Do not use unapproved, unproven, or potentially dangerous substances or methods as treatment for your baby who has colic.
Potentially dangerous treatments include:
- Gripe water. Varying ingredients are used in blends labelled as gripe water. In some batches, alcohol is a main ingredient. Ask your baby's doctor before using gripe water.
- Medicines, such as antispasmodics or sleep aids. These and other medicines can have potentially serious and even deadly side effects in infants. If your doctor prescribes them to treat other symptoms your baby is having, be sure to follow the instructions carefully.
- Placing a hot-water bottle or heating pad on your baby's stomach. Babies burn easily—do not use heated items such as these.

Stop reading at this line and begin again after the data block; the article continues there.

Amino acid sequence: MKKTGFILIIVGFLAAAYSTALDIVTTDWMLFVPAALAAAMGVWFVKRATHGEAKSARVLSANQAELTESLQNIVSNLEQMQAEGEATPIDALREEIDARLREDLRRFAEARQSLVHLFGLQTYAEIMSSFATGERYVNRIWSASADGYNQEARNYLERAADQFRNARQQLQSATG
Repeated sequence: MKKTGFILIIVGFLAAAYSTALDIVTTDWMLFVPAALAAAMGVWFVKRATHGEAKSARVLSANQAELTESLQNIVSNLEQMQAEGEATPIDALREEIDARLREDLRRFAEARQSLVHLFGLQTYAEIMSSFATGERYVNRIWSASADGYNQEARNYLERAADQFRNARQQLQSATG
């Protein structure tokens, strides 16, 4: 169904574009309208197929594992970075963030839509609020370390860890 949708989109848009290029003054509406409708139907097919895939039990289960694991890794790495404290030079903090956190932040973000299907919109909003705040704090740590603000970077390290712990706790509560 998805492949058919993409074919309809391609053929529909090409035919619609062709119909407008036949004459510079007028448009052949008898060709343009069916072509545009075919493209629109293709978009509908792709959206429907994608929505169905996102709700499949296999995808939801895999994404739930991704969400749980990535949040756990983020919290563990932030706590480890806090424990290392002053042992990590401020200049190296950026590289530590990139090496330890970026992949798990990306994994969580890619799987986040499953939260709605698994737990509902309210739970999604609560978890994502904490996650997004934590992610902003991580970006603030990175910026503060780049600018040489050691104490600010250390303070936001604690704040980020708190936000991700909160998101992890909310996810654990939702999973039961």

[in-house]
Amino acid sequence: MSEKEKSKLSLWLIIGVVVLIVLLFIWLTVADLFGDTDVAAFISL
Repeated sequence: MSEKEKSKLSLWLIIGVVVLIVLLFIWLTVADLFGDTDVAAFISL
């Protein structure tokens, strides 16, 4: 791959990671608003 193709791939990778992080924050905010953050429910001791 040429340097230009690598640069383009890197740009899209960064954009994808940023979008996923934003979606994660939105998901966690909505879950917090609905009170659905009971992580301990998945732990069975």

- Quieting a baby with alcohol. Even dipping a pacifier in brandy or other alcoholic drinks is dangerous.
Methods not proven effective include:
- Stopping breastfeeding. Sometimes people believe that the mother may not be producing enough milk for the baby or that her baby is allergic to the milk. But this is rarely the case, and weaning a colicky baby to formula can make the colic worse.
- Feeding foods (such as baby cereal and solids) earlier than recommended.
- Switching to a soy-based formula when milk allergy symptoms are not present.
Primary Medical Reviewer John Pope, MD, MPH - Pediatrics
Thomas M. Bailey, MD, CCFP - Family Medicine
Kathleen Romito, MD - Family Medicine
Specialist Medical Reviewer Susan C. Kim, MD - Pediatrics
Current as ofMarch 28, 2018